Two decks later, he found Mitchell trying to leave on the helicopter which was miraculously still on deck despite the list of the ship. “You fucking son of a bitch,” he screamed out as he leveled his pistol and shot the rotor until five rounds hit their mark and the helo whipped off the deck, scattering the few men Mitchell had left, and fell into the icy water of the Arctic Ocean.

      Mitchell stood there, like a deer trapped in headlights, his eyes begged for mercy.

      Quinn raised his pistol, and squeezed the trigger. The ship lurched and threw them both to the deck.
      Quinn raised his pistol again, “So that others may live,” and pulled the trigger.

      • L L Nappari says:

        Lots of good action! Felt like I stepped into the middle of a military spy movie. Very well done!

        • Beatrice says:

          Thanks LL Nappari! I was beginning to wonder if anyone ever commented on these offerings – so glad you took the time to do so!

    • niko says:

      He pushed the door open and went in. It was the last thing he expected. The room was filled with rolling racks laden with sparkly gowns and women’s lingerie. Stiletto heels lined the walls. To his left was a table full of accessories and makeup.

      “Behind that door is my payback,” she had said.

      He had smirked at her knowing that there was nothing she would be able to think of that he couldn’t handle. After all at this school he was king and she was nothing.

      Sure, Principal Jones took her stupid side in this whole thing, but he knew deep down that she was only doing it to seem politically correct. She knew as much as he did, hell as much as everyone did that Darlene was a total lesbian. So what was the big deal about using a Sharpie on her locker to advertise it? Gay pride, right?

      “Darlene gets to choose your punishment.” Principal Jones had said and he was relieved. So much so that he gave Darlene a wink as he exited the office.

      He was annoyed that she waited so long to come up with her payback. Even more annoyed that she waited until the day of prom. He was anxious to get it over with so he could start getting ready. He was a lock for Prom King and having the head cheerleader on his arm only bolstered his excitement.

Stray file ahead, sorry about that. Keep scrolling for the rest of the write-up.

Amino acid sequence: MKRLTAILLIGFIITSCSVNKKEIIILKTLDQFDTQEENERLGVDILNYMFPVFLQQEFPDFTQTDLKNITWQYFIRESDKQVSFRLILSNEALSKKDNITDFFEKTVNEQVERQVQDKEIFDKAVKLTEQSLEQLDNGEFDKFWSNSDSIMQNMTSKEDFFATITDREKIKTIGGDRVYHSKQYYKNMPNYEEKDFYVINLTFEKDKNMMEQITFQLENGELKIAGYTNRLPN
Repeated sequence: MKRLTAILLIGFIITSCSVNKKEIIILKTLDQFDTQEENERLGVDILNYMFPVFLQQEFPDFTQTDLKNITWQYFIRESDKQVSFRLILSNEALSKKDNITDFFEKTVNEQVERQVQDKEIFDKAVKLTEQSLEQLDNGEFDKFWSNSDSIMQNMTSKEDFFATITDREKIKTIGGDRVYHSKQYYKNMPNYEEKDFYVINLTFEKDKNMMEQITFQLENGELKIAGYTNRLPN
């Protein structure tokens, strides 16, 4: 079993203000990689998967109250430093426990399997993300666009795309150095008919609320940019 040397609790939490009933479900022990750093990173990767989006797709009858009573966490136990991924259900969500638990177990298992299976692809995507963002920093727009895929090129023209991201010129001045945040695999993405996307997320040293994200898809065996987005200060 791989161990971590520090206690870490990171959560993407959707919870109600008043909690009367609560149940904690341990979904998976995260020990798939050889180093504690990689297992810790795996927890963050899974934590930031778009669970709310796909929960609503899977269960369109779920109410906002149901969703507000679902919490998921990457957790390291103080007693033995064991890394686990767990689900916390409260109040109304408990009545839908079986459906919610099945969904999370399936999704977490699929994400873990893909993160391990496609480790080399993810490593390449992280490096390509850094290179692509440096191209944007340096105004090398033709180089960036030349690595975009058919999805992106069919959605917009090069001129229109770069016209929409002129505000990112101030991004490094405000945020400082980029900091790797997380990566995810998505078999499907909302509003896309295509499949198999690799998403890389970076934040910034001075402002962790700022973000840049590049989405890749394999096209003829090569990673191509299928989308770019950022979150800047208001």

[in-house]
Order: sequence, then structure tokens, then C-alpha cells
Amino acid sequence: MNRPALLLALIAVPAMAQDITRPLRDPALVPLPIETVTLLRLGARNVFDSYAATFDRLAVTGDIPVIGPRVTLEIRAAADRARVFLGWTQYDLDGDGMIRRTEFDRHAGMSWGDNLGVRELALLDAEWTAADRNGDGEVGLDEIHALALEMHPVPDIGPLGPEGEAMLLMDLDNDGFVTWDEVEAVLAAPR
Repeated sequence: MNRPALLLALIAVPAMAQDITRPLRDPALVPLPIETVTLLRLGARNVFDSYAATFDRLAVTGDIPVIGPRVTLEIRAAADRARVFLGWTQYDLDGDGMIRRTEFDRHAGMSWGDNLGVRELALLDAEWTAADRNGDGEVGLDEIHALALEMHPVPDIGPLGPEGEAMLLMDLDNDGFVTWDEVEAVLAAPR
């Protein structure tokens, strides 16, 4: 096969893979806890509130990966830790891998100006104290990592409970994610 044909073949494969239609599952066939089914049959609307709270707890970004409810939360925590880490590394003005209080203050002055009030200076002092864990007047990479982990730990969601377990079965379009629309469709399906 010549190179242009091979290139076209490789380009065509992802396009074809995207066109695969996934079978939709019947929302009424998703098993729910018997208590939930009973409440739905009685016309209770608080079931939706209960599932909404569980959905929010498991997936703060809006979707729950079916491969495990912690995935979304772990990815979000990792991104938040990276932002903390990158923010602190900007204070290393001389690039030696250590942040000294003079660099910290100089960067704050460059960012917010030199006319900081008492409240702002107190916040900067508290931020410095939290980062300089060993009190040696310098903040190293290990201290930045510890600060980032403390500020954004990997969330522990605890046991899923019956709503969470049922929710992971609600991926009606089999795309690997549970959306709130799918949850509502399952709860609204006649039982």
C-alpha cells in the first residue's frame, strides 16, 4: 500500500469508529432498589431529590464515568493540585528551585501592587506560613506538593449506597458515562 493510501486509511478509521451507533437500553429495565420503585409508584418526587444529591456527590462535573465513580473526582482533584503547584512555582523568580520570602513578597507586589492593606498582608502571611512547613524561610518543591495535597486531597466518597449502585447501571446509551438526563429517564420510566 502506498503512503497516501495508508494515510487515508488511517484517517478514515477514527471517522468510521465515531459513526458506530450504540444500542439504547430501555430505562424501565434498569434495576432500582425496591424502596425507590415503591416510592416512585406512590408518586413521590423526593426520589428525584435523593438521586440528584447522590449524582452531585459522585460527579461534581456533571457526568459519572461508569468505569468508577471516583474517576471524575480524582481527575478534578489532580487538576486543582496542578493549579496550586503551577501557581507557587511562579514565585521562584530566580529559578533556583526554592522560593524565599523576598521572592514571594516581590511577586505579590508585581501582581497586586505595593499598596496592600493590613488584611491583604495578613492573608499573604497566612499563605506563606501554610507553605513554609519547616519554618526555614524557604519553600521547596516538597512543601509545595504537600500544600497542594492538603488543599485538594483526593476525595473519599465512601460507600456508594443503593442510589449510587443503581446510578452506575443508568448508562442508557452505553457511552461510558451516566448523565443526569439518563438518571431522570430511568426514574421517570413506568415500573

Slowly the realization started to hit him and all of the excitement began to melt away.

      He had waited anxiously for a prom that he would never forget and it seemed that Darlene was going to make his dream come true.

      • JP Johnson says:

        ECHOES THROUGH the LOOKING GLASS

        The simple routine act of entering the attic seemed ordinary enough yet today; right now it was almost too much. He pushed the door open and went in. It was the last thing he expected. Who would be up in the attic at this time of night?
        Speaking softly Jean called out into the gloom, “Hello, is there anyone there? I heard you calling.”
        His expression of fear reflected the pounding in his chest while he waved his arms about attempting to find the string hanging from the light.
        “Hello!” he said again as the smell of dusty old blankets washed over him.
        Finally something lightly brushed his arm. Reaching back to catch the swinging line a wave of confidence washed through him as he trapped the string between his fat little fingers. With a quick tug the room was transformed into a wondrous world of strange and interesting objects. Old pieces of furniture lie stacked with ancient chests and bizarre looking machines. Jean made his way through the room looking closely behind every object large enough to hide a person until he faced the wall with the window.
        Startled at his reflection, Jean then realizing that he was not alone in the image. Spinning around to confront the man in the image; there was no one there. Looking back to the window he saw the man again.
        What is this? He asked looking back and forth, taking a tentative step forward, he watched as the kindly old man pointed to his left. Following his direction he found an old mirror partially covered hidden behind a stack of dilapidated cardboard boxes. Pulling the cover off the looking glass he was amazed to find the man standing in the same attic but different, everything was clean and all the equipment and furniture where arranged into what looked like an old science lab.
        “Who are you?” he asked
        “I am your Great Grandfather,” he smiled, “and I have waited for you for a very, very long time!”

        The effects of that day would change his life forever.

        • L L Nappari says:

          Intriguing. Made me want to know what Grandpa had been up to in his hidden lab and what he was going to reveal to his grandson. Nice work.

    • He pushed the door open and went in. It was the last thing he expected. The house had always seemed so impressive from across the street. So orderly, almost intimidating.
      Since he was a young boy, he’d always wondered what it would be like to live in a house like that. So many evenings he’d spent looking at it from his bedroom window. He loved to watch the distorted reflection of the moon in the shiny black roof tiles and dream up cosy family stories of gathering around the warm fireplace, talking about stuff that really mattered. Feeling safe.